When building a garden wall, you have many options in term of materials. The wall can also be scaled in size to create a beautifully proportioned element in your landscape. It can be a backdrop for your larger shrubs, or a foot-high border for some pretty flower beds. These types of walls add a decorative element to a garden space and can add value to the property as well.
TIP: Our expert gardening advisor, Rachel Klein adds, “Depending on how tall your wall will be, you may need to file for a permit with your city or town municipality. Check all local codes before building your wall.”
Rock Garden Wall
Your rock garden wall can be made using purchased or scavenged rocks. Scavenged rocks are an economical choice and a great way to make use of the natural resources in the garden area. Use larger rocks on the bottom and smaller rocks for a decorative flourish at the top of the wall. Round rocks look great but are less stable and harder to place. For beginners, flagstone, sandstone, and shale are relatively flat and easy to work with. For these, the weight should be enough to keep them in place and mortar may not be necessary. Fill the cracks in between with rock bits and chips. However, mortar can be used to set the rocks if they are unstable. A homemade mortar solution is 1 part cement to 6 parts sand and 2 parts lime. Mix, ideally with a cement mixer. Look at different of rock garden walls to spark your ideas.
Brick Garden Wall
Your brick garden wall should be made in much the same way as a rock wall, except with the use of bricks. A brick wall gives more options for decoration. For instance, the top of the wall can be made from small rocks. You can also use a line of small rocks along the middle of the wall if desired. Large rocks could be used as a base and bricks could be placed on top of the rocks to build the wall up. The bricks can be purchased or scavenged at demolition sites for free or for a very small fee. Building a brick wall can be challenging for a beginner and in most cases they are only built by experienced masons.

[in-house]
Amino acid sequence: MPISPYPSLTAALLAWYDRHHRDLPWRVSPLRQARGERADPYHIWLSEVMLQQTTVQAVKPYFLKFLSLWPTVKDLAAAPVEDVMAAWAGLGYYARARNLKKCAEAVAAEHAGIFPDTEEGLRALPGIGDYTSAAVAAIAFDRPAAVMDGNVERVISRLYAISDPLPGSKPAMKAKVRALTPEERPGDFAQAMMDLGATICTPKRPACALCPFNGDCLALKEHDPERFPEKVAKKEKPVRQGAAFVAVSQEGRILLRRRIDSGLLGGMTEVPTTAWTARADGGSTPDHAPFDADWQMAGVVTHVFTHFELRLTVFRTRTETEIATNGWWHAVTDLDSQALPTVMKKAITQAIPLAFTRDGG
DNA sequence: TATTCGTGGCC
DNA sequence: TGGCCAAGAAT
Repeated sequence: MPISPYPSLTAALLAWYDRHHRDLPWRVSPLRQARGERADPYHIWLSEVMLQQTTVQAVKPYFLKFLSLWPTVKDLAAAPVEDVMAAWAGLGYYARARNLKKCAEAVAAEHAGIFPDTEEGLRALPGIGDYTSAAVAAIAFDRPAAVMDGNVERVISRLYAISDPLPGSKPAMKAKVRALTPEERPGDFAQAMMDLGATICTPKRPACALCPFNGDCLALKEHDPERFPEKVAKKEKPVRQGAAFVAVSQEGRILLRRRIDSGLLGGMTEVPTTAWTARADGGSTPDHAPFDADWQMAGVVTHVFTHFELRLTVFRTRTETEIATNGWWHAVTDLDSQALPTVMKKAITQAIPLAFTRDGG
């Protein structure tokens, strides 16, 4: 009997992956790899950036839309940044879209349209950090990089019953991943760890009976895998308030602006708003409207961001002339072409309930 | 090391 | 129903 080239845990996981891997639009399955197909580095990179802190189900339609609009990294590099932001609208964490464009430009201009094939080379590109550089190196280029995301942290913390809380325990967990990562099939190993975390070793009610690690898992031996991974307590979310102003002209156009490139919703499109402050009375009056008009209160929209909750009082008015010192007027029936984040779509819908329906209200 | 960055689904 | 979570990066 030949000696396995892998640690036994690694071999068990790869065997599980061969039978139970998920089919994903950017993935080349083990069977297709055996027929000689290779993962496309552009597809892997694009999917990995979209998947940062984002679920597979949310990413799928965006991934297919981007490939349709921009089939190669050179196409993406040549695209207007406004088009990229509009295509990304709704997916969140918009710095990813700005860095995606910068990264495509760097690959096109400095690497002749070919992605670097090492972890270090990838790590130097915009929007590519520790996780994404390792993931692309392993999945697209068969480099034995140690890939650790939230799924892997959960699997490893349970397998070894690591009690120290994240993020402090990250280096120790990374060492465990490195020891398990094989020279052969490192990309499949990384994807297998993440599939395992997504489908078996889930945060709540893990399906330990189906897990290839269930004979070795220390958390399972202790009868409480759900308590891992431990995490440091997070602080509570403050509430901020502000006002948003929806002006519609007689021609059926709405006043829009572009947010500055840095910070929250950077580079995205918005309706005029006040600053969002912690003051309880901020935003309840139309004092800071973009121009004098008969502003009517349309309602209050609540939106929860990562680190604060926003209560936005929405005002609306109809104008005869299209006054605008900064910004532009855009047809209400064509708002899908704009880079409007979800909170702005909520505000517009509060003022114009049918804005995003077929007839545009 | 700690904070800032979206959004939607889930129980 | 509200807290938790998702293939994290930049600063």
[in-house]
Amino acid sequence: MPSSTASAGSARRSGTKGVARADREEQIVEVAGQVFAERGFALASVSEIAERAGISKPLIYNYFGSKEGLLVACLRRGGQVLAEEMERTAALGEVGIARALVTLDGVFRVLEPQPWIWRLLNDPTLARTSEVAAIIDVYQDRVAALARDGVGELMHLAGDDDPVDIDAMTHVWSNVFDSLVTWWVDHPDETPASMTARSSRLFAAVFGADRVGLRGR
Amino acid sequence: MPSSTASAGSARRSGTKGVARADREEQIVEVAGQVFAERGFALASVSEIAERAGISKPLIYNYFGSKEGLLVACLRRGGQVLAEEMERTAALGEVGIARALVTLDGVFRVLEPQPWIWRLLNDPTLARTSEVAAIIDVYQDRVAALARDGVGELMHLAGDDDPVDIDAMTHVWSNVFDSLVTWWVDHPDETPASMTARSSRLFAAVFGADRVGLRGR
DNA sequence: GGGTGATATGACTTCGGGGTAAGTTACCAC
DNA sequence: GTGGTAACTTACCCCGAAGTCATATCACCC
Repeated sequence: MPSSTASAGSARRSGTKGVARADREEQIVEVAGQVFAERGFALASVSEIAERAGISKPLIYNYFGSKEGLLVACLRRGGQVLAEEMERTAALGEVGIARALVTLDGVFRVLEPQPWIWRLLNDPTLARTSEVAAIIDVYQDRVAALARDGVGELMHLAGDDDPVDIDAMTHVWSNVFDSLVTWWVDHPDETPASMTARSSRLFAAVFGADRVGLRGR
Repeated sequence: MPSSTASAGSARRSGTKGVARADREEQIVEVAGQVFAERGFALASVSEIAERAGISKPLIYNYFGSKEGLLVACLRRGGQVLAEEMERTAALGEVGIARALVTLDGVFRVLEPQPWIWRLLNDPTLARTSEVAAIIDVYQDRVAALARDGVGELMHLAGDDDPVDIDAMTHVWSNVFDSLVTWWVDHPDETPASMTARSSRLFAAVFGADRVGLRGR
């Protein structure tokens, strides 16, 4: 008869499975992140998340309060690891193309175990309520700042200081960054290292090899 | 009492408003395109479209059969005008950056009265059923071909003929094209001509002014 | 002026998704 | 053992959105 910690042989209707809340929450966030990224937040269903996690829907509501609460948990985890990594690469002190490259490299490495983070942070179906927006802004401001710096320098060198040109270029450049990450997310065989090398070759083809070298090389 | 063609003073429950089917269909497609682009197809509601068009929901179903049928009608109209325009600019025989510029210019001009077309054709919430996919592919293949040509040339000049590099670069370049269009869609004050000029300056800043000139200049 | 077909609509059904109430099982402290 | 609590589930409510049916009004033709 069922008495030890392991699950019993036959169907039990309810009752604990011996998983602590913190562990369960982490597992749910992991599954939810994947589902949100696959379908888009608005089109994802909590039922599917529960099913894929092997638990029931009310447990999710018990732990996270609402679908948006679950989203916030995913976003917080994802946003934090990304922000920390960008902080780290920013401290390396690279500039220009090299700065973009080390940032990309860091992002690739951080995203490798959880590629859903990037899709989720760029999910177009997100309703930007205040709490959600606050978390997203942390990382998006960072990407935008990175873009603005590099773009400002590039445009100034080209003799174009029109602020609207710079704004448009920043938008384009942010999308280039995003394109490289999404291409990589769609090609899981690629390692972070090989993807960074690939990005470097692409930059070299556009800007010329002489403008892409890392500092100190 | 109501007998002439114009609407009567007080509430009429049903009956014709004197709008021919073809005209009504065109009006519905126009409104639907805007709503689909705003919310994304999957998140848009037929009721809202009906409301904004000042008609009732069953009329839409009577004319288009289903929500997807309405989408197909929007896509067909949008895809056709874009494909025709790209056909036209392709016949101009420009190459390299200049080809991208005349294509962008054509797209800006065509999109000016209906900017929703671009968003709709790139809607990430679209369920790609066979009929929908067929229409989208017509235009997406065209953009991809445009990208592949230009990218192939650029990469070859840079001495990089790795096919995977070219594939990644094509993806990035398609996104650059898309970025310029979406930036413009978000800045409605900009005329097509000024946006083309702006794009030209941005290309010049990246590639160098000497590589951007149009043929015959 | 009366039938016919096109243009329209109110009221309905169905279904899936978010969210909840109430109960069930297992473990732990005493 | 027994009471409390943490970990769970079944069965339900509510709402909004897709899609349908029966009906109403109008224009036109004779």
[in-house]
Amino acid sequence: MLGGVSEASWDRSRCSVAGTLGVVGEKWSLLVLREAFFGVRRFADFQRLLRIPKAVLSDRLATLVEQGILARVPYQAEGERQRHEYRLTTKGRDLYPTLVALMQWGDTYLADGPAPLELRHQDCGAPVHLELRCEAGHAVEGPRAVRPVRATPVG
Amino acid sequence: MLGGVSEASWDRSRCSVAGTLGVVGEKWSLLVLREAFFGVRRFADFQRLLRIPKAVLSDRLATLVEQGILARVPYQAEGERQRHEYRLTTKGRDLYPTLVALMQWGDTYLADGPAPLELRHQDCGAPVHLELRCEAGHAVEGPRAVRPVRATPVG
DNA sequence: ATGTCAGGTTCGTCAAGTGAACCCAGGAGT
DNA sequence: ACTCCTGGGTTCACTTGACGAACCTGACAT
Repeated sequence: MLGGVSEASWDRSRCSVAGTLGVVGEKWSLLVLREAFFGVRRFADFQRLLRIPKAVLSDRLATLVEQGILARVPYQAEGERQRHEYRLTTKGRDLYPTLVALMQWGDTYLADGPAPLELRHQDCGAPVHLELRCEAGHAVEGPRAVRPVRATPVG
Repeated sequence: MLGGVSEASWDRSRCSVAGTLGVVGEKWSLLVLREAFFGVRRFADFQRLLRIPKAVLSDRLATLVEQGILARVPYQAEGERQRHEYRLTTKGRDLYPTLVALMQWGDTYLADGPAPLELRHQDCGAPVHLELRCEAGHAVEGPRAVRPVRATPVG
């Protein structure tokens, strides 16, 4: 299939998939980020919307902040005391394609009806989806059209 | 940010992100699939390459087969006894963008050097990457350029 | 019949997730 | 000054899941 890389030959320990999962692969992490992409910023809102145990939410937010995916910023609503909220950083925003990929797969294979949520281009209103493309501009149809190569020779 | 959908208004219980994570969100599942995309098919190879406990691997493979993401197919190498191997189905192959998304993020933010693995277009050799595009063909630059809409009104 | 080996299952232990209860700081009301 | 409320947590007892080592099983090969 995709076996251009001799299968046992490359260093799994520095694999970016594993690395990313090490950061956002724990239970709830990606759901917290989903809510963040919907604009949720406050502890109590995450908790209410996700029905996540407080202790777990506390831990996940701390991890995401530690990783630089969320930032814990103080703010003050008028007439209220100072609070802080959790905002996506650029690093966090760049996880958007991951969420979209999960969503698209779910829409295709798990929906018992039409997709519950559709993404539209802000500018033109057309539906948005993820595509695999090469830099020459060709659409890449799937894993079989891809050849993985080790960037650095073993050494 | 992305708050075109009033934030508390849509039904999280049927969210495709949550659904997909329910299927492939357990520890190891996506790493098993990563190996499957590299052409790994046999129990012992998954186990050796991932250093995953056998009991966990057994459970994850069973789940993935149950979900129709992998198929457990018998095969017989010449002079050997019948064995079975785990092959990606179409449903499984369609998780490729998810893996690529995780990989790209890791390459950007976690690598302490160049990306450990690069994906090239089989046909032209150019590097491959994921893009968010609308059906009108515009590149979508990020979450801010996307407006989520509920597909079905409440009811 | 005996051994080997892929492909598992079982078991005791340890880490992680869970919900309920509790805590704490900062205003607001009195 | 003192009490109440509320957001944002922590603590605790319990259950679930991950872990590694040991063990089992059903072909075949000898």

TIP: Rachel suggests, “If you do not like the style of your existing wall, consider buying stone or brick panels that you adhere to the surface of the wall. This way, the wall looks as though it is made of a beautiful material for a fraction of the cost. Kits can be bought at a garden supply store or ordered online.”
Garden Wall Sizes
You can size the wall in many ways. Retaining walls are fairly tall and wide. Privacy walls are also large in size and either can make wonderful garden features that enable you to train climbing plants. Smaller walls can be placed around garden areas and short walls can be used around individual flower beds. Make sure you measure before you begin construction and that you plan ahead. You may want your garden wall to be taller to block an unsightly view. However, if there is a view you love, make sure not to cover it up. If you have a bed of sun-loving flowers nearby, make sure a new shadow will not infringe on their sunlight.
Garden Wall Shapes